MS Teams

## Speaker

Han Wang | University of Toronto

## Title

Disentangling balanced and unbalanced flows under weak nonlinearity via a Helmholtz decomposition-based approach

## Abstract

Flows in the atmosphere or ocean span over a wide range of temporal and spatial scales, a proper decomposition of which into different dynamical components is a fundamental topic relevant to classical puzzles as well as numerous practical applications. Recently in 2014, a decomposition method is proposed by Bühler et al., which manages to decompose power spectra observed in either one or two spatial dimensions into two consituents: a balanced component consisting of geostrophic flows, and an unbalanced component of linear inertia-gravity waves. This dynamical decomposition is based on a Helmholtz decomposition and utilizes differences in the fingerprints of balanced and unbalanced flows onto rotational and divergent components.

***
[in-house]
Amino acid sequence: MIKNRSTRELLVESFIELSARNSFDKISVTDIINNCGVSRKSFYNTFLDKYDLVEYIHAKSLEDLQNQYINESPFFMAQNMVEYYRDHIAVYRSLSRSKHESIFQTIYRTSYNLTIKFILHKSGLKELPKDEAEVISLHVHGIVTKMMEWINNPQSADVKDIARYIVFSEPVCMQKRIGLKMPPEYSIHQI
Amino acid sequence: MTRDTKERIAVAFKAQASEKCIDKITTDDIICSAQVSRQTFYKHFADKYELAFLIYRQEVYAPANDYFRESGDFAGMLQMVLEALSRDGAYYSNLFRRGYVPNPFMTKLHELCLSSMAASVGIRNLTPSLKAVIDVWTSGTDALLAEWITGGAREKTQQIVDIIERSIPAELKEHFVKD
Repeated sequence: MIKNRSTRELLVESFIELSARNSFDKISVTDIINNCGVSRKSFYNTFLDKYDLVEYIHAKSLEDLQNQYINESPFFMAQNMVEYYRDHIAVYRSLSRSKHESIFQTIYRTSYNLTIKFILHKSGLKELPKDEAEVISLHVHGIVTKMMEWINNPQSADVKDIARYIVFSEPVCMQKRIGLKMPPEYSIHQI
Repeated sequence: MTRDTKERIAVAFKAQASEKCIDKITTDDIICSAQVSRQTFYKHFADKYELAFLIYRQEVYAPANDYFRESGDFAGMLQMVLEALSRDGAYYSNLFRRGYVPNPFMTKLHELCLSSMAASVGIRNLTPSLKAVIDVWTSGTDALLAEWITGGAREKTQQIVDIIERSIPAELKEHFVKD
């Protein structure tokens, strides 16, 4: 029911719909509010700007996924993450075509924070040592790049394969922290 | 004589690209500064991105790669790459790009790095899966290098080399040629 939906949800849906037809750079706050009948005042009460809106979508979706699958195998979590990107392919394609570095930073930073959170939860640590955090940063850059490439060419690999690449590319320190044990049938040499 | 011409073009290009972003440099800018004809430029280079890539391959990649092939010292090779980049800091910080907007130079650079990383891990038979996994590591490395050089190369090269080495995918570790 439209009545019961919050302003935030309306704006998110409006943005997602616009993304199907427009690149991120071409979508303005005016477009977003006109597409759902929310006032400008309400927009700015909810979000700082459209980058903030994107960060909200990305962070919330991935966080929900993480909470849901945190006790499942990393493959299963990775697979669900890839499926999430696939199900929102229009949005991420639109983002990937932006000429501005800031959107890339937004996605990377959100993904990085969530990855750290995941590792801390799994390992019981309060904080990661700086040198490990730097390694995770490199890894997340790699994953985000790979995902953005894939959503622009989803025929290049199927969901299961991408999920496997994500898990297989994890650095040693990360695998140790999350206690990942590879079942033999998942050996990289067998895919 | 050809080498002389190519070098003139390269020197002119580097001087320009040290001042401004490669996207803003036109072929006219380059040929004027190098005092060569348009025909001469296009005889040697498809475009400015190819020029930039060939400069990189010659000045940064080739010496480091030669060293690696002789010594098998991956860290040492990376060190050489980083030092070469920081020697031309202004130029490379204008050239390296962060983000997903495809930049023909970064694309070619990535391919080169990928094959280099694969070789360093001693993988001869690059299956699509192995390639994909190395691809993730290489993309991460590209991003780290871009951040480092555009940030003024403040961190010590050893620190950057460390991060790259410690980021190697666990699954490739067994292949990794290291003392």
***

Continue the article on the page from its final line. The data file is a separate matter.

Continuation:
While the 2014 method is relatively easy to implement and proves useful in a wide range of data sets, it is restricted by several assumptions, among which the linearity of dynamics has been often criticized. In this talk, I will elaborate on a modification of the method that incorporates nonlinearities induced by quasi-geostrophic(QG) dynamics in the balanced flow. A new statistical relation that links the power spectra of rotational and divergent components in the QG flow is derived. Combined with ideas from the 2014 method, this leads to a decomposition of three-dimensional flows into a weakly nonlinear QG component and a linear wave component. A robust numerical method is then designed for implementations on one-dimensional data, based on additional assumptions on vertical structures. Compared to the 2014 method, this revision does not require additional observed fields. An application onto aircraft observations is conducted, revealing that outcomes from the 2014 method are robust in the stratosphere but questionable in the troposphere. Further possible improvements, as well as an evaluation of the other assumptions made in the 2014 method will be discussed at the end of the talk.